Malaysia tackles queue-jumping in Covid-19 inoculation drive

There have been complaints on social media of politicians and their aides cutting the queue for the vaccine. PHOTO: REUTERS

KUALA LUMPUR - A Malaysian minister has removed the names of queue-jumpers who tried to quickly get the Covid-19 vaccine from a list of names of those to be inoculated soon under the National Covid-19 Immunisation Programme (NCIP).

Mr Khairy Jamaluddin, the coordinating minister for the National Covid-19 Immunisation Programme, said on Monday (March 1) that some officials had managed to get onto the list, adding that the government has drawn up a clear guideline to identify front-liners in the first phase of the government's inoculation drive.

There have been complaints on social media of politicians and their aides cutting the queue for the vaccine following its roll-out last week.

In one such complaint, a consultant physician said officials from the Kelantan state secretariat were trying to jump the queue ahead of medical front-liners, Malaysiakini news site reported.

Mr Khairy said: "The task force has decided to issue a guideline that would provide a definitive list of who are the front-line workers eligible for the first phase of the NICP... We will make it available online.

"The issue of queue jumping will no longer arise when there is this clear guideline."

Malaysia isn't the only country that has to tackle queue-jumpers hoping to get the Covid-19 jabs earlier. Anger over these "line-cutters" has been expressed in Indonesia and South America countries.

Two ministers in Peru, one in Ecuador and one in Argentina have resigned for receiving or giving preferential access to scarce vaccines. In Brazil and these countries, prosecutors are looking into accusations of irregularities in inoculation drives, most of them involving local politicians and their families cutting the line.

Said Mr Khairy, who is also Malaysia's Science, Technology and Innovation Minister, of the queue-jumpers: "It was not due to a flaw in the registration process, but rather there was a lack of clarity, so people tried their luck and managed to get on (the list). But the numbers are very small."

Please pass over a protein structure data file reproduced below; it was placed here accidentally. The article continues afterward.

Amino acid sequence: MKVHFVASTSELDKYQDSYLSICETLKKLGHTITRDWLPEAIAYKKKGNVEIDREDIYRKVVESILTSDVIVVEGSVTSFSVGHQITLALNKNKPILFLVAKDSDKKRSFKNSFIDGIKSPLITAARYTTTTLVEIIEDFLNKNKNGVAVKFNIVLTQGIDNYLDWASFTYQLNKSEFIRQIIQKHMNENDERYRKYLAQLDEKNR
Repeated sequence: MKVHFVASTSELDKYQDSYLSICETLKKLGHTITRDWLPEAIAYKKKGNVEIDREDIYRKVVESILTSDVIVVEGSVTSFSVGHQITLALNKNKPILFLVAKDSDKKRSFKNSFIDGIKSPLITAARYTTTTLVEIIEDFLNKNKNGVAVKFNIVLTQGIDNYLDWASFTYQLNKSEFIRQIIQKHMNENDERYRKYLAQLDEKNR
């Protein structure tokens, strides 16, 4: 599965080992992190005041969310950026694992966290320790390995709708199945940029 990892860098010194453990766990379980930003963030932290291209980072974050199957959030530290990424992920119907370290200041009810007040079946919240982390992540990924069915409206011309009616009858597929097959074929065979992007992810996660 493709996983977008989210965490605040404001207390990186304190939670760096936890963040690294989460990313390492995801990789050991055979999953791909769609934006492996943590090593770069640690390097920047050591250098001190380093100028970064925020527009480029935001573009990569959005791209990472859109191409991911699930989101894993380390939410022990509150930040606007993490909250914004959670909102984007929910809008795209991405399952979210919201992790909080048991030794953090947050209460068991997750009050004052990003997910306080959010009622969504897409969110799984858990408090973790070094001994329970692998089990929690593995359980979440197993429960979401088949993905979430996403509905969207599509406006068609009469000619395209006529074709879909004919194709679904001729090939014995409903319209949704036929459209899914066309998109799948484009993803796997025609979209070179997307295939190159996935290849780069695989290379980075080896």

The names of these line-cutters have been removed, he was quoted as saying by Free Malaysia Today news site.

Apart from healthcare workers and teachers, elected lawmakers are included in the first phase of Malaysia's inoculation drive.

They include the menteris besar and chief ministers of the 13 Malaysian states and members of their state Cabinet. This has triggered public complaints.

Said Perak Menteri Besar Saarani Mohamad: "Some say it is better to give the people first, then only the leaders. We have suggested it before that but some commented and felt that they were being made test subjects for the leaders.

"Now we say we give to leaders first to instil confidence and an example to the people, but there are still grouses."

Malaysia last month approved the Pfizer-BioNTech for use in the country, with Prime Minister Muhyiddin Yassin the first to be inoculated on Wednesday last week (Feb 24).

The government has also received applications for the use of the Sinovac, AstraZeneca and Sputnik vaccines in Malaysia.

Malaysia on Monday reported 1,828 new Covid-19 cases, bringing the cumulative total to 302,580. The death toll rose to 1,135 after five more people were killed by the virus.

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